clock menu more-arrow no yes

Filed under:

Factory homes aren't tin-can trailers today

Manufactured homes are shedding any lingering effects from their 1950s image of tin-can trailers and are gaining in popularity throughout the Phoenix area.

The homes, built on a factory line then transported in pieces to a lot where they are assembled, accounted for 11 percent of metro Phoenix's new-home market in 1997.Last year, manufactured-home building in the Phoenix area broke all records when 3,479 were built, according to "The Pappas Report on Manufactured Housing." Last year's total represented an 11 percent increase over the previous year when 3,125 manufactured-home permits were issued. From 1995 to 1996, permits increased by 23 percent.

Manufactured homes have evolved over the past few decades. Many factory-built homes look like a typical tract home, except they are less expensive.

"I could barely tell the difference," said Renee Giarelli, who recently retired as an elementary schoolteacher back East. She bought a manufactured home and is moving into a community in Apache Junction.

"I am keeping my home in New Jersey and didn't want to spend a fortune on a second home in Arizona," Giarelli said.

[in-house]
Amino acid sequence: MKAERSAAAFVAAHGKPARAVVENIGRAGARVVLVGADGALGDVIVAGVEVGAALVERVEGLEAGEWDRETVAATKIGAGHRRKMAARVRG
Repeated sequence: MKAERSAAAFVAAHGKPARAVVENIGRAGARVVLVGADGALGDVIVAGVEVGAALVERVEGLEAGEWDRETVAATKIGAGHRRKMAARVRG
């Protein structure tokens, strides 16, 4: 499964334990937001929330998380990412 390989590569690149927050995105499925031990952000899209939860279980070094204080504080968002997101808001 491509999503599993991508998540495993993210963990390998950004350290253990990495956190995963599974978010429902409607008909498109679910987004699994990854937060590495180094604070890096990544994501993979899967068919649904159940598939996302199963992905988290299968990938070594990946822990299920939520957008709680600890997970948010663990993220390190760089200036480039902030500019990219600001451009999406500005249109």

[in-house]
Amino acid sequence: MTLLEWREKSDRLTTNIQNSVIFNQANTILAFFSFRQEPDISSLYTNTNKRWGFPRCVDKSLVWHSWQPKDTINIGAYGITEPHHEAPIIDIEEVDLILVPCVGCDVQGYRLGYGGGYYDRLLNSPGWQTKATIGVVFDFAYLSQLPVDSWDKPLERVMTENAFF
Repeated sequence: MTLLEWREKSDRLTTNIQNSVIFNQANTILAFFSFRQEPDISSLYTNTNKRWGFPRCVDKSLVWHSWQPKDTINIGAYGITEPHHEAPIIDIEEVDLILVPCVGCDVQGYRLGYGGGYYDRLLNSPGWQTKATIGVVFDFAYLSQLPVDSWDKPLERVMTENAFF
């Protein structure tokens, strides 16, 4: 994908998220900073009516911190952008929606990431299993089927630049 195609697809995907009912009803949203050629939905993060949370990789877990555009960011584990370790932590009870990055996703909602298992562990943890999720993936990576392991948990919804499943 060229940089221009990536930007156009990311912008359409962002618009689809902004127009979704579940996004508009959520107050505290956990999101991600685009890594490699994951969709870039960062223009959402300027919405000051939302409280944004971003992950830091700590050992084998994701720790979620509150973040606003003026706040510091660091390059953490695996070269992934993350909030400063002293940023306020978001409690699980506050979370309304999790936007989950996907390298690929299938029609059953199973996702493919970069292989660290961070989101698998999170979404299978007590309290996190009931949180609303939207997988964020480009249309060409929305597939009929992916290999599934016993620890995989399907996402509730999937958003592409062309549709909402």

Stephen Pappas of "The Pappas Report" said many new manufactured-home buyers are retirees.

He said a typical three-bedroom manufactured home in the Phoenix area costs $40,000 to $50,000.

The cost to buy or rent a lot for the home is extra. Rent on a typical lot in a new manufactured-home community is about $300 a month. Most developments rent their lots.

Construction of factory homes have set consecutive records the past few years just as Phoenix's traditional home market has.

Across the board, in all sectors, home building in the Phoenix area had a record year in 1997, with 31,715 permits for single-family tract and custom houses approved for metro Phoenix.

"The need for affordable housing is not being met by stick-built homes," said R.L. Brown, who publishes the "Phoenix Housing Market Letter." "Because of that, we will see a lot more manufactured homes go up across the state."

Once called mobile homes, manufactured-home builders have tried to incorporate tract home features. Some have vaulted ceilings, walk-in closets and sunken bathtubs.

Builders of manufactured homes save money by using an assembly line to build the homes. They don't have to pay plumbers, carpenters and electricians to work on sites across the metro area.